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Break Up With Your Makeup

Disclaimer: I’m participating in the Break Up with Your Makeup program sponsored by Galderma Laboratories, L.P., the maker of Oracea® (doxycycline) 40 mg* Capsules, Soolantra® (ivermectin) Cream, 1% and Mirvaso® (brimonidine) Gel, 0.33%**.

Although an estimated 16 million Americans are dealing with rosacea, you may be surprised of the emotional impact that this skin disorder can have on sufferers. In fact, a national survey developed by Galderma Laboratories, L.P. in partnership with the National Rosacea Society, revealed that many patients struggle with feeling unattractive (50%), embarrassed (42%) and less confident (30%).  I’m sure that if you have rosacea those statistics aren’t surprising though!

Makeup and I used to be inseparable!  We wouldn’t leave home without each other.  My face had to be covered in a heavy liquid foundation with a light powder foundation for me to even think about stepping out my front door.  I never had a perfect complexion…not even close, so I was always ashamed of my natural face.  Fortunately, I guess, as I’ve gotten older and busier with kids I’ve learned to embrace my face.  I’ve also learned more about good skincare and that less is more.  Plus, I found out that some cosmetics can make the rosacea worse.  I was doing more harm than good!

Since I’ve wised up, I’ve focused my efforts into taking care of my skin, my base if you will.  Just like an artist wouldn’t paint on a dirty or uneven surface I was wasting my time “painting” on my symptomatic skin.

Here’s what I’ve been doing that’s working for me now:

– Moisturizer – I love my moisturizers and I try to find a one with SPF when I can, especially during summer months.

– Anti-aging Serum – As I’m getting older I’ve found myself in love with a good serum!

– Eye Cream – I use a small amount of eye cream everyday.  I love how moisturized it makes my eyes feel and I’ll do whatever I can to brighten them up.

Break Up with Your Makeup 

Break Up with Your Makeup is a national campaign sponsored by Galderma that aims to educate folks about the symptoms of rosacea and provides suggestions to help proactively manage the condition with available treatments, like Soolantra® (ivermectin) Cream, 1%, Oracea® (doxycycline) 40 mg* Capsules, and Mirvaso® (brimonidine) Gel, 0.33%**.

The goal of the campaign is for people to learn to feel more confident in their skin, which is a phenomenal goal if you ask me!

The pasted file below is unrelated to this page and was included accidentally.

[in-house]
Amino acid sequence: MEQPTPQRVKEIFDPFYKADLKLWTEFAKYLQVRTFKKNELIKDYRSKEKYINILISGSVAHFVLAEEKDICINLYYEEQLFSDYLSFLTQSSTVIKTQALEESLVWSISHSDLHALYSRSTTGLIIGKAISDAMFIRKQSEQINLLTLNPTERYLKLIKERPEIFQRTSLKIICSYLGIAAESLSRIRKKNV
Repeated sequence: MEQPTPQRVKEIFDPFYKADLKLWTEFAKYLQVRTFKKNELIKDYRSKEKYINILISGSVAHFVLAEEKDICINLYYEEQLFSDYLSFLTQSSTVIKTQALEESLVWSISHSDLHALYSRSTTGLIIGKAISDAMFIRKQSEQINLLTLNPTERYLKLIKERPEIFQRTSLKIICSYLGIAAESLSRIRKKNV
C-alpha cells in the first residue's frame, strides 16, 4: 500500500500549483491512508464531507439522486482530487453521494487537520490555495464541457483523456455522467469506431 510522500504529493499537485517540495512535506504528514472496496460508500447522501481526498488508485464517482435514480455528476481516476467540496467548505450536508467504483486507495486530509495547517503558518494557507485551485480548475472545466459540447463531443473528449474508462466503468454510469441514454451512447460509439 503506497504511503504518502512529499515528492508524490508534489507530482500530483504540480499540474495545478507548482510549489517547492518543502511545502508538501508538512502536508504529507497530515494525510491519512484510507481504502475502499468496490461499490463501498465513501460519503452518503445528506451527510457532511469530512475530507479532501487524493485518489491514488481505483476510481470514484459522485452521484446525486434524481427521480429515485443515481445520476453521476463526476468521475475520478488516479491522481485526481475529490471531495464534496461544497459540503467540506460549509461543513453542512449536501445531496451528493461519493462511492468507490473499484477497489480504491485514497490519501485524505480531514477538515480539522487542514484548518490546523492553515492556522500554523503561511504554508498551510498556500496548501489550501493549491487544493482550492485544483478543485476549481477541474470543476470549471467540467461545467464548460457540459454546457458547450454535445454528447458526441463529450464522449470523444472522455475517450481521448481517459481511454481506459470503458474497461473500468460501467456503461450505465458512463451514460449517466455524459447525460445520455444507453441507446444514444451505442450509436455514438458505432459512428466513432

So please join the movement. Visit BreakUpwithMakeup.com to get the facts about rosacea and learn more about the campaign!

Important Safety Information for Oracea® Capsules

Indication: ORACEA® (doxycycline, USP) 40 mg* Capsules are indicated for the treatment of only
inflammatory lesions (papules and pustules) of rosacea in adult patients. ORACEA Capsules do not lessen the facial redness caused by rosacea. Adverse Events: In controlled clinical studies, the most commonly reported adverse events (>2%) in patients treated with ORACEA Capsules were nasopharyngitis, sinusitis, diarrhea, hypertension and aspartate aminotransferase increase. Warnings/Precautions: ORACEA Capsules should not be used to treat or prevent infections. ORACEA Capsules should not be taken by patients who have a known hypersensitivity to doxycycline or other tetracyclines. ORACEA Capsules should not be taken during pregnancy, by nursing mothers, or during tooth development (up to the age of 8 years). Although photosensitivity was not observed in clinical trials, ORACEA Capsules patients should minimize or avoid exposure to natural or artificial sunlight. The efficacy of ORACEA Capsules treatment
beyond 16 weeks and safety beyond 9 months have not been established.

*30 mg immediate release & 10 mg delayed release beads

Full Prescribing Information

Important Safety Information for Soolantra® Cream

Indication: SOOLANTRA® (ivermectin) Cream, 1%, is indicated for the treatment of inflammatory lesions of rosacea. Not for oral, ophthalmic or intravaginal use. Adverse Events: In clinical trials with SOOLANTRA® Cream, the most common adverse reactions (incidence ≤1%) included skin burning sensation and skin irritation.

Full Prescribing Information

Important Safety Information for Mirvaso® Gel